Archive for April, 2010|Monthly archive page


In Executive Leadership, Human Capital Trends, Published articles or white papers on April 22, 2010 at 3:38 pm

Published May 2010, The National Healthcare Reform Magazine

Just as our country has endured an unprecedented economic crisis in the past 24 months, the United States will soon be in an unprecedented healthcare HUMAN CAPITAL crisis that will catch many off guard, just as the economic crisis of 2008 did for so many. There are several factors for this with Healthcare reform setting the stage for the “perfect storm” as the first of the “baby boomers” turns 65 in 2011. Just as government run Fannie and Freddie Mac helped fuel the economic crisis of 2008 – the current environment is ripe for a healthcare human capital crisis. It is no question that reform in healthcare is needed. What type of reform is the ultimate question. In their book, Redefining Health Care, the authors point out the following; “Health care is on a collision course with patient needs and economic reality. In today’s dysfunctional health care competition, players strive not to create value for patients but to capture more revenue, shift costs, and restrict services. To reform health care, we must reform the nature of competition itself.”
The Institute of Medicine in their 2008 report Retooling for an Aging America is clearly leads the way when it comes to understanding the significant impact of the aging population which has not been seen before in our history. Here are the facts from the IOM report 2008.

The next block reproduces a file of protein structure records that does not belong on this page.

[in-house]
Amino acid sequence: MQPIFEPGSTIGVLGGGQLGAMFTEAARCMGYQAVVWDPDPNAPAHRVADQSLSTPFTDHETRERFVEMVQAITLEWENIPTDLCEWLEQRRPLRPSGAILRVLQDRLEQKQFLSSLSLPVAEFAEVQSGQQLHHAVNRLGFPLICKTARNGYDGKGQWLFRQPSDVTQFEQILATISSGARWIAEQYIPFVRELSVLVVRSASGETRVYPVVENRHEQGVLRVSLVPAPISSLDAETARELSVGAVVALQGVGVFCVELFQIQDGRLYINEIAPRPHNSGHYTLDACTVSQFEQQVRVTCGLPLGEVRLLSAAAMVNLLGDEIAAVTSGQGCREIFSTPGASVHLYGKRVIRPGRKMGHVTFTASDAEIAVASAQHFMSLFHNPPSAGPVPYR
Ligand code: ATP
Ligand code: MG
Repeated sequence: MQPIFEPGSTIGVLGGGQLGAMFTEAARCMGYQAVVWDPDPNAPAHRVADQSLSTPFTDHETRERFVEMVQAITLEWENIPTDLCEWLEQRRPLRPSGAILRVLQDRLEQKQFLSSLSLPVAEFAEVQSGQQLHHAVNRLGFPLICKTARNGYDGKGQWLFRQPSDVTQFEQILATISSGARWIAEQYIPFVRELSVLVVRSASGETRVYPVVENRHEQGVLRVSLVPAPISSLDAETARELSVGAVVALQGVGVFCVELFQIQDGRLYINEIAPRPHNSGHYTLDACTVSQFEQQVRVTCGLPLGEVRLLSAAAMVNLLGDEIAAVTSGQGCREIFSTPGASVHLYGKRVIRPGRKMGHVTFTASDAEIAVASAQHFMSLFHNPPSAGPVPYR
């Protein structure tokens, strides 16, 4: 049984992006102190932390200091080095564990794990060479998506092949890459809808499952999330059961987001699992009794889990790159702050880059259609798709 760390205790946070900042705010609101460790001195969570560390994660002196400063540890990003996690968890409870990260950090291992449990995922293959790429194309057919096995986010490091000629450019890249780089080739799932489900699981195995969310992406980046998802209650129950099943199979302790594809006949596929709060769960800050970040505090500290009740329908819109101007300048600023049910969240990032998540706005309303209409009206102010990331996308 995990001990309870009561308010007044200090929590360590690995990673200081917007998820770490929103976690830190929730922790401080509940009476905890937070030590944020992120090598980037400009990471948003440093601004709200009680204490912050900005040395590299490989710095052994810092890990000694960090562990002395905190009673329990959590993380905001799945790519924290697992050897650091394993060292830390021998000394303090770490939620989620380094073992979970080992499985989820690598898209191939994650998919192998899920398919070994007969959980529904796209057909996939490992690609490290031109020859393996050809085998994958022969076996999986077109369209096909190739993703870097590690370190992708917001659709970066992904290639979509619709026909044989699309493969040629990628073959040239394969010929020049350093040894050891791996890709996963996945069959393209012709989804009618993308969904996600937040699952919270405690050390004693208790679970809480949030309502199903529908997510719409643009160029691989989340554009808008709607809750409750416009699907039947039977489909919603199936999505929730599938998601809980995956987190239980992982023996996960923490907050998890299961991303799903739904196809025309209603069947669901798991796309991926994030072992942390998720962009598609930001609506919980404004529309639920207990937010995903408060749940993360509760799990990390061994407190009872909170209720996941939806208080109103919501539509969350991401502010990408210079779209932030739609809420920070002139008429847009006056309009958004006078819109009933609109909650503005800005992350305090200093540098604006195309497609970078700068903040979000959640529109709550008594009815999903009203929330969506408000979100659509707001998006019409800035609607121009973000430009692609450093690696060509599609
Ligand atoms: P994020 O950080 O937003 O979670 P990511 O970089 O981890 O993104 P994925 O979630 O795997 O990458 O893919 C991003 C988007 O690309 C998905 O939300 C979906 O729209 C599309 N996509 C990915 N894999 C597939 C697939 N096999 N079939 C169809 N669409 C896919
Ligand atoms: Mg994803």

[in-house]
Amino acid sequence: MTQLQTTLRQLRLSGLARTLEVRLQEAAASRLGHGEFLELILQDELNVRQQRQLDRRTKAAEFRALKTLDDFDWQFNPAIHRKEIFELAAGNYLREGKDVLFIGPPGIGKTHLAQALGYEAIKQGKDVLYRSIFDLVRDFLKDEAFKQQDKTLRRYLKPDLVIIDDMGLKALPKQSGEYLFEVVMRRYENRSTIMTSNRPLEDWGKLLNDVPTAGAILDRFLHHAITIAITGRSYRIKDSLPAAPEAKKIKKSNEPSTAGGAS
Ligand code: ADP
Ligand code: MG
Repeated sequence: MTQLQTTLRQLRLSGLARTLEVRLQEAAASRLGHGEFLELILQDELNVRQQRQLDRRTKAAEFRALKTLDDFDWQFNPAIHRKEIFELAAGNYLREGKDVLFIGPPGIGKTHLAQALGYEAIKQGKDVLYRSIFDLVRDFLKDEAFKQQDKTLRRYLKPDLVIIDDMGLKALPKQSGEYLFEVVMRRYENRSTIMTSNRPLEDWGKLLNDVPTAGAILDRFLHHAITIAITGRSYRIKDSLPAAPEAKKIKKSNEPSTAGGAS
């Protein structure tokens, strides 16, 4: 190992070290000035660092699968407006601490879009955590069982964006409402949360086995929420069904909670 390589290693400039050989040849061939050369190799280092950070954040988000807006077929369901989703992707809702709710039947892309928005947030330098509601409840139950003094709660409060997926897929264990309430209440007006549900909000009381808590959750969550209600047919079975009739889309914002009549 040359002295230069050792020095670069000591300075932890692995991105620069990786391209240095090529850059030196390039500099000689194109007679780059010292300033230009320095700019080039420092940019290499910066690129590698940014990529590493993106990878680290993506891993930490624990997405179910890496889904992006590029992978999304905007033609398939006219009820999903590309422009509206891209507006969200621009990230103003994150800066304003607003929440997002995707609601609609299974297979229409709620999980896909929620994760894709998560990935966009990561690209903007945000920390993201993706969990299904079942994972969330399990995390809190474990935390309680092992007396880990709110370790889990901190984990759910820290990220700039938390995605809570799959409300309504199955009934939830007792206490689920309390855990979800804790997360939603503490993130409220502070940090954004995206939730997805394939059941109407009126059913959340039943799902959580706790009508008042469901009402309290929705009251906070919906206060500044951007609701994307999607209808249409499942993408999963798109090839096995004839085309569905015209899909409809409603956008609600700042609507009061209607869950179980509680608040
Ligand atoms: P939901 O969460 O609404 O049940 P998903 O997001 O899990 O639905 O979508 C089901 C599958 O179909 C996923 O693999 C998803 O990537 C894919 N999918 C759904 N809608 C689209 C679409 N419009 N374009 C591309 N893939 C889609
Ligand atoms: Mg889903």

1. Between now and 2030 the number of adults aged 65 or over will double. This dramatic shift will place unseen and accelerating demands on the US healthcare system. The sheer number of older patients will overwhelm the number of physicians and other healthcare professionals unless something is done.
2. Beginning in 2011 – the 1st wave of the baby boom generation will begin to turn 65 – the 78 million baby boomers will tip the population scale growing from 12 to 20% by 2030.
3. Older Americans will consume much more healthcare and this is not built into the $900B Healthcare reform estimate. The current 12% of older Americans currently accounts for 26% of all physician visits – by growing to 20% – older Americans will account for more than 50% of healthcare utilization just as these reforms start to take affect.
The recommendations laid out by the IOM are essential in healthcare reform – but have not been addressed in the current healthcare model. Other demographic factors are at play, such as, the aging healthcare workforce. Leaders in healthcare human capital retention understand that we are in the “eye of the storm” with a false sense of security with the impending wave of baby boomers, the backlog of new grads, and the eventual retirement of veteran nurses. This is especially true in the competition for quality licensed healthcare professionals who drive the revenue and deliver the highest quality in patient care. The reality is that the demand for healthcare is going up and the supply of available licensed professionals is going down. This demand cycle will be good for professionals who will see significant growth in salaries and perks, but it will be a challenge for healthcare organizations wanting to attract and retain their people with the aging population and workforce – added with the new demands of Healthcare reform.